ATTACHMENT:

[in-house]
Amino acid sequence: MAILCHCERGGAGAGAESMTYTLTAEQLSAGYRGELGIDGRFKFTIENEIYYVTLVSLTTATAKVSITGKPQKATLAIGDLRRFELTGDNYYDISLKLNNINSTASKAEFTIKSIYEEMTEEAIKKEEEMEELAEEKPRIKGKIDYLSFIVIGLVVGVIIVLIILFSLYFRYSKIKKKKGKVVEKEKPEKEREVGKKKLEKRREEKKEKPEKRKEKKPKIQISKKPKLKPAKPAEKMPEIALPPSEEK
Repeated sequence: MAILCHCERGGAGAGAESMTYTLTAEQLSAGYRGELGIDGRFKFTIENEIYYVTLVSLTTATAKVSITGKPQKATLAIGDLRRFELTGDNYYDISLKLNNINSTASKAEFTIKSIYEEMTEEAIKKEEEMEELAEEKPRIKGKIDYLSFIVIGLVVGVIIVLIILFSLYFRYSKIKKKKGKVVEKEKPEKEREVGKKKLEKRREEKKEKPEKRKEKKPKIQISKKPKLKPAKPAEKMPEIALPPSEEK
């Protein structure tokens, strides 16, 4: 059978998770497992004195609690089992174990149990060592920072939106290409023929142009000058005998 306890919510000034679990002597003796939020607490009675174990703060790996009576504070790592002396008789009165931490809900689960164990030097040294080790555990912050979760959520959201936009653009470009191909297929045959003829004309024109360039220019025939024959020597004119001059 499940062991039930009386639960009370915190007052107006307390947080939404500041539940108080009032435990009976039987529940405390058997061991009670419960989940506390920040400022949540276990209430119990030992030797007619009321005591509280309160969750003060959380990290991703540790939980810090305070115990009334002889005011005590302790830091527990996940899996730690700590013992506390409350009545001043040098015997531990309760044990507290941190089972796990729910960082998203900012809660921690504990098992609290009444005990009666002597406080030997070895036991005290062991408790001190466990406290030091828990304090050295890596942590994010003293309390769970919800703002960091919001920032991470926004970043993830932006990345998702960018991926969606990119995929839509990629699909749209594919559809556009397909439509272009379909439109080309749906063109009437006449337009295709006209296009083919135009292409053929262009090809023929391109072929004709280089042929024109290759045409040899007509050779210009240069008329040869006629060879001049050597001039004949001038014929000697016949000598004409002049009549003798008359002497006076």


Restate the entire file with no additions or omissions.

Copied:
[in-house]
Amino acid sequence: MAILCHCERGGAGAGAESMTYTLTAEQLSAGYRGELGIDGRFKFTIENEIYYVTLVSLTTATAKVSITGKPQKATLAIGDLRRFELTGDNYYDISLKLNNINSTASKAEFTIKSIYEEMTEEAIKKEEEMEELAEEKPRIKGKIDYLSFIVIGLVVGVIIVLIILFSLYFRYSKIKKKKGKVVEKEKPEKEREVGKKKLEKRREEKKEKPEKRKEKKPKIQISKKPKLKPAKPAEKMPEIALPPSEEK
Repeated sequence: MAILCHCERGGAGAGAESMTYTLTAEQLSAGYRGELGIDGRFKFTIENEIYYVTLVSLTTATAKVSITGKPQKATLAIGDLRRFELTGDNYYDISLKLNNINSTASKAEFTIKSIYEEMTEEAIKKEEEMEELAEEKPRIKGKIDYLSFIVIGLVVGVIIVLIILFSLYFRYSKIKKKKGKVVEKEKPEKEREVGKKKLEKRREEKKEKPEKRKEKKPKIQISKKPKLKPAKPAEKMPEIALPPSEEK
């Protein structure tokens, strides 16, 4: 059978998770497992004195609690089992174990149990060592920072939106290409023929142009000058005998 306890919510000034679990002597003796939020607490009675174990703060790996009576504070790592002396008789009165931490809900689960164990030097040294080790555990912050979760959520959201936009653009470009191909297929045959003829004309024109360039220019025939024959020597004119001059 499940062991039930009386639960009370915190007052107006307390947080939404500041539940108080009032435990009976039987529940405390058997061991009670419960989940506390920040400022949540276990209430119990030992030797007619009321005591509280309160969750003060959380990290991703540790939980810090305070115990009334002889005011005590302790830091527990996940899996730690700590013992506390409350009545001043040098015997531990309760044990507290941190089972796990729910960082998203900012809660921690504990098992609290009444005990009666002597406080030997070895036991005290062991408790001190466990406290030091828990304090050295890596942590994010003293309390769970919800703002960091919001920032991470926004970043993830932006990345998702960018991926969606990119995929839509990629699909749209594919559809556009397909439509272009379909439109080309749906063109009437006449337009295709006209296009083919135009292409053929262009090809023929391109072929004709280089042929024109290759045409040899007509050779210009240069008329040869006629060879001049050597001039004949001038014929000697016949000598004409002049009549003798008359002497006076």